At Gravity and Levity, a defense of teaching the Bohr model of the atom (at least as a prerequisite to teaching more modern models).
The Bohr model has been discredited, but it's still very useful.
A few years ago, at a big physics conference, I was party to an argument about whether we should be teaching the Bohr model of the atom in lower-level physics classes. The argument in favor was that the Bohr model is easy to teach and gives a simple way to think about the structure of atoms. The argument against was that the Bohr model is completely outdated, conceptually inaccurate, and has long been superseded by a more correct theory. The major statement of the opposition argument was that it doesn’t do anyone much good to learn an idea that’s wrong.
How strongly I disagree with that statement!
What follows is an explanation of the Bohr model and also an explanation of a similar problem in physics (Landau levels) that, in the blogger's opinion, itself justifies the teaching of the Bohr model. But he says -- and I agree -- that there are deeper reasons:
I can’t resist making a larger comment here about the idea that certain scientific ideas shouldn’t be taught because they are “not true.”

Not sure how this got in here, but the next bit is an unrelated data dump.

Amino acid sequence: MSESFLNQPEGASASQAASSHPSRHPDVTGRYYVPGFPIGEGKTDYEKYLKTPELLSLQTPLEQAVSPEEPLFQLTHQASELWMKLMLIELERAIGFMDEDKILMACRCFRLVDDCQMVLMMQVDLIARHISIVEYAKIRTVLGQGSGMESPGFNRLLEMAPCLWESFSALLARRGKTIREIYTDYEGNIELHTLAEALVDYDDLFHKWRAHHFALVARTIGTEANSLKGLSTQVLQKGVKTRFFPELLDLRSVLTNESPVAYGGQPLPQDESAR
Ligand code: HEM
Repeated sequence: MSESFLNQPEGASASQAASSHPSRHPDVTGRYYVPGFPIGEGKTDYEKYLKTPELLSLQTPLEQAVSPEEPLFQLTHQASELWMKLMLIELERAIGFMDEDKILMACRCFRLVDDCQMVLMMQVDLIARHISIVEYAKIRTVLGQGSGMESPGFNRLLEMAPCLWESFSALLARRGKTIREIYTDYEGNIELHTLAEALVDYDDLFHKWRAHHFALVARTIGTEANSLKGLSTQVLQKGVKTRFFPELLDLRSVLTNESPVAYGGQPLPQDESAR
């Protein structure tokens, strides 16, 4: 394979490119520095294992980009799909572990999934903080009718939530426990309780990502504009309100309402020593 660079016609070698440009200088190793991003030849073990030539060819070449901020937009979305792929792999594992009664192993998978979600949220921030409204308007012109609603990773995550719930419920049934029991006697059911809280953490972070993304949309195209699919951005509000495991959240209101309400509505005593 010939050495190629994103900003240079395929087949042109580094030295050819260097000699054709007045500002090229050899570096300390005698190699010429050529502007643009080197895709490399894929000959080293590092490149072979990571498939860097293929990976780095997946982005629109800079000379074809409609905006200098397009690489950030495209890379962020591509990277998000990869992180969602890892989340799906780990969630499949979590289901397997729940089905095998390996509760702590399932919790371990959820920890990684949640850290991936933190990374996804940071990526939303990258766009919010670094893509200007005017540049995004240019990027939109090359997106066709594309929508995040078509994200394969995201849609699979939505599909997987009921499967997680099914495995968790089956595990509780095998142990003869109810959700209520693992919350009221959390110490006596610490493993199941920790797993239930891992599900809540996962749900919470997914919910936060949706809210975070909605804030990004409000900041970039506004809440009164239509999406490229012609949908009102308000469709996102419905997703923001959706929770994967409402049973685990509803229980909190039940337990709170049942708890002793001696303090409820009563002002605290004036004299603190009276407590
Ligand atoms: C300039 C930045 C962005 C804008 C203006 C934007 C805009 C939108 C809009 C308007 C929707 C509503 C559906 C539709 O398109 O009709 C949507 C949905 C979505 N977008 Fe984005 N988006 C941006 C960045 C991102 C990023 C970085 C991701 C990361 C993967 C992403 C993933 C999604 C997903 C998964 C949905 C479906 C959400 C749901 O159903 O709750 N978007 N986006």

Science, as I see it, is not really a business of figuring out what’s true. As a scientist, it is best to take the perspective that no scientific theory, model, or idea is really “true.” A theory is just a collection of ideas that can stick in the human mind as a useful way of imagining the natural world.
Given enough time, every scientific theory will ultimately be replaced by a more correct one. And often, the more correct theory feels entirely different philosophically from the one it replaces. But the ultimate arbiter of what makes good science is not whether the idea an true, but only whether it is useful for predicting the outcome of some future event. (It is, of course, that predictive power that allows us to build things, fix things, discover things, and generally improve the quality of human life.)
It is undeniable at this point that the Bohr model is decidedly not true. But, as I hope I have shown, it is undoubtedly very useful for scientific thinking. And that alone justifies its presence in scientific curricula.
I would like to add that it's pretty impossible to understand what makes a revolutionary idea (like quantum physics) revolutionary, unless one has some concept of what came before.